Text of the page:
On entering the Miami (formerly Fuad el-Mohandes) theatre to watch the Iraqi play Hussaan al-damm (Blood Horse), I thought it inevitable that the performance would draw a gathering of Iraqi expatriates. But I didn’t expect to see a large satin Iraqi flag hung at the entrance, signalling that this was no ordinary CIFET event. Inside the theatre, the air echoed with the distinctive ‘j’ and ‘ch’ sounds of Iraqi Arabic as groups of early arrivals waited for the show to begin. The crowd was considerably more elegant than your average intellectuals. Men in suits and women with fulsomely coiffed (and uncovered) hair comported themselves as if at an embassy party. Only the well-loved oudist Nasseer Shamma came in his customary t-shirt.
The Patriotic Troupe for Acting presented a much-abbreviated adaptation of Shakespeare’s tragedy Macbeth, seemingly a relevant text through which to comment on the power struggles of contemporary Iraq. It was done in classical fashion, however. The performance was composed of a series of monologues and dialogues, enacted in dramatic lighting, which relied quite straightforwardly on the power of the text. The actors playing the adumbrated cast of Macbeth, Banquo, Lady Macbeth and Macduff all delived their lines with a creditable command of fusha and with visible passion. Perhaps the lone experimental touch was the use of a video screen to stage Macduff’s version of the prophesy of Macbeth’s death. In much of the play, the conception was stagey and the monologues delivered in the textbook style taught at acting schools.
On the other hand, I felt that the insistent classicism of Blood Horse was intended to demonstrate that Iraq did still have theatre, according to cherished old norms that validated Shakespeare in fusha translation as a benchmark of high culture. Those of us who came looking for an experimental performance wanted to see the fragmentation of Iraq dissected on stage, but others in the mostly Iraqi audience cheered the grand Shakespearean performance, perhaps in memory of days when they could go to the theatre in their finery and watch tragedy in measured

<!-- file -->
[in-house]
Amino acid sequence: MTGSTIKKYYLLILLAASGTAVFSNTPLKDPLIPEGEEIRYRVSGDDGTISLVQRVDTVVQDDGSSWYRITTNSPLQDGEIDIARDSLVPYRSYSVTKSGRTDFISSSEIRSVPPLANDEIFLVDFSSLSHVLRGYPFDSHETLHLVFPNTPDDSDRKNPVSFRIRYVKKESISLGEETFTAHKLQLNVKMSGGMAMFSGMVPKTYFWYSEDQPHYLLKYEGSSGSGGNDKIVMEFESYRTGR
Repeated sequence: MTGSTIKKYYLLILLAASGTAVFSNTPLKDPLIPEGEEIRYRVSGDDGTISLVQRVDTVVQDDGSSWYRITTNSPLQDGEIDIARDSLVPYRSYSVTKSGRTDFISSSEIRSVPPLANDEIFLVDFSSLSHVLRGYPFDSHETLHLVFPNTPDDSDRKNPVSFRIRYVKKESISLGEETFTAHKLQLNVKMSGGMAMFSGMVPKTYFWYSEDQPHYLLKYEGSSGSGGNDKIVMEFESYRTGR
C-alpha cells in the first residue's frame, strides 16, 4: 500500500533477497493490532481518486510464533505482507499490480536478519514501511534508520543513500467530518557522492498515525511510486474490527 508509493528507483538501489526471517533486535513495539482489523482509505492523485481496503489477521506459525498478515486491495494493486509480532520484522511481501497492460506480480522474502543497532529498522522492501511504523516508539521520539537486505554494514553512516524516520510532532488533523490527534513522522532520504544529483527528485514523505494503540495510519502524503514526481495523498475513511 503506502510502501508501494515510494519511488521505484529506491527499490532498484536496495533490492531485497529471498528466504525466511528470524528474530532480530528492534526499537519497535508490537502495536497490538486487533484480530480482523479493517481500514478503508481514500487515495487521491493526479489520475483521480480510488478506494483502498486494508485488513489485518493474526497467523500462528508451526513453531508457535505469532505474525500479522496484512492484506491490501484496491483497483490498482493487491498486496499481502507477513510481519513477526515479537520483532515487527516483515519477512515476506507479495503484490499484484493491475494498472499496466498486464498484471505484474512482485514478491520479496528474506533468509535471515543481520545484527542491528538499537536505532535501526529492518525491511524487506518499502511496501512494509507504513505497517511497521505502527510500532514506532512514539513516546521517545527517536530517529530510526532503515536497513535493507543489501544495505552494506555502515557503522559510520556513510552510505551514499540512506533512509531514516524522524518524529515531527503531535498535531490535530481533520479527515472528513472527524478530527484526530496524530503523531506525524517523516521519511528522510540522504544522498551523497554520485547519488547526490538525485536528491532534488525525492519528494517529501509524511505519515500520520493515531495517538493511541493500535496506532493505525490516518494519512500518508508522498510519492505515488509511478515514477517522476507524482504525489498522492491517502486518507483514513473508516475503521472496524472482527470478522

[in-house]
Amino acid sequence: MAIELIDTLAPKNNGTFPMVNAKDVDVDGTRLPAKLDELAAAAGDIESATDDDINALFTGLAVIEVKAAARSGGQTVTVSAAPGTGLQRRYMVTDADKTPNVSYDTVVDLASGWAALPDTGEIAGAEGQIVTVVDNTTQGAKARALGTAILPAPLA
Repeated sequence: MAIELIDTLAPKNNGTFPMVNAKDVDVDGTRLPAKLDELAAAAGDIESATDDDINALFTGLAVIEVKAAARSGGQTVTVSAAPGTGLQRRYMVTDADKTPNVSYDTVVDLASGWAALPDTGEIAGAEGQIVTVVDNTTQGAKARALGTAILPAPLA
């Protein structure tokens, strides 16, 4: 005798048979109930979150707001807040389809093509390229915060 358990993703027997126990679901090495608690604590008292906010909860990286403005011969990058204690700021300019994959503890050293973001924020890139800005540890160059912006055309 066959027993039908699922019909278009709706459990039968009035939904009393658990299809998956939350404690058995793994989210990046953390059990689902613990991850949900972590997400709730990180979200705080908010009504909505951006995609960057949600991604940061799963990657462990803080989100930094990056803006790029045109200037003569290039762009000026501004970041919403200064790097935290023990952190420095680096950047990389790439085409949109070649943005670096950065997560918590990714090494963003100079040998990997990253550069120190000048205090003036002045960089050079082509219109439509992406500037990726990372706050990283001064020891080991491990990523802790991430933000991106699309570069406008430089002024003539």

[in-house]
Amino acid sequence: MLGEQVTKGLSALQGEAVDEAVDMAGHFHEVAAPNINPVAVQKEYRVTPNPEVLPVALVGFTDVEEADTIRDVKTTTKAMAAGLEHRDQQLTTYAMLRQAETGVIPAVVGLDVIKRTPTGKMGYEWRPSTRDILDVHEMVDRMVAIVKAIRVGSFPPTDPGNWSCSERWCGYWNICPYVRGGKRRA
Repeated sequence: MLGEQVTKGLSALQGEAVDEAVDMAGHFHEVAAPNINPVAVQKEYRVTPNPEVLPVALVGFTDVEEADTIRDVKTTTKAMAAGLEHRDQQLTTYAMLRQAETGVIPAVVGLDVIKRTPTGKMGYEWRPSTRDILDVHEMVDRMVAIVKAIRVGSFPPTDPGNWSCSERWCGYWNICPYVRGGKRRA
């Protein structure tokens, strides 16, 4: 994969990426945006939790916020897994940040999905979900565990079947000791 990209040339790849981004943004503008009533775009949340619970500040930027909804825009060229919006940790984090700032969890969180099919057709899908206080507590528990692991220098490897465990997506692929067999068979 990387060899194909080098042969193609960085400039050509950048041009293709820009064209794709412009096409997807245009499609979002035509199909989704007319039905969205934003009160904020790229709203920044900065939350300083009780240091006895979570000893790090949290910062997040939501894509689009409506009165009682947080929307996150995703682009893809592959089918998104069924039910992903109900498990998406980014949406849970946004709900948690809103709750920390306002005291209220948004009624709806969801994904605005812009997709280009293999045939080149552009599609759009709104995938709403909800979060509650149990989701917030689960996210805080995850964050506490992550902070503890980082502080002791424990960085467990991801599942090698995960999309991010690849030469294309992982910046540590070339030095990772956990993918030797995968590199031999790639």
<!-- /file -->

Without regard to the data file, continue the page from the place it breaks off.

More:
cadences rather than the violence now seen on the streets and on television.
At the end of the half-hour performance, audience members who had been clicking away on their digital cameras gave a rousing ovation and rushed onstage to greet the troupe. Many had their pictures taken with the better-known actors and with Shamma. Reporters from the al-Iraqiyya television were among a handful of satellite television crews interviewing the director and cast. There were smiles and hugs all round. At this effusion of national feeling the non-Iraqi critic was something of an outsider. I left, but trust that a party followed and that a good, nostalgic time was had by all.
Tuesday, September 11, 2007
Friday, August 31, 2007
El Attar's postmodern collage, About Othello, Or Who's Afraid of William Shakespeare (co-written with Nevine El Ibiary) was produced in Geneva last November. Earlier (Sept 13-18, 2006) it played to mixed reviews at AUC's Falaki Theatre, the only venue in Cairo that could handle the technical complexities of its 2.5-ton industrial set and many projection screens.
According to El Attar, the whole of F*** Darwin involves a family sitting on a couch, very static, in contrast to the many moving parts of his Othello. When the father speaks to the son, it is with excerpts from Gamal Abdel Nasser speeches. Which is kind of nice.
UPDATE 6/23/11: The link to the About Othello review has gone dead, but I found another one, by Waleed Marzouk for the Daily News Egypt. Clips of this visually not very interesting show soon to come at MIT's Global Shakespeares archive - stay tuned.
It's called Blood Horse, presented by the National Acting Troupe (more details as I get them):
Shakespeare’s Macbeth is well known among intellectuals and those interested in theatre. However, we’ve presented here a new view of the play, modernizing the events and making them speak of the reality of our world. We deal here with absolute power, presenting it out of space and time, so we see Shakespeare’s personae out of their worlds, flying in spaces of unknown worlds, surrounded by smoke, fear, and darkness, in a tension that harmonizes with the thematic of the show.
Sunday, February 18, 2007
(photo courtesy of Sulayman al-Bassam)
"E on drip by day, viagra by night." (Email from Buckingham to the US Ambassador)
"Where are your children?" The amazing Amal Omran as Queen Margaret flogs Queen Elizabeth (Carole Abboud).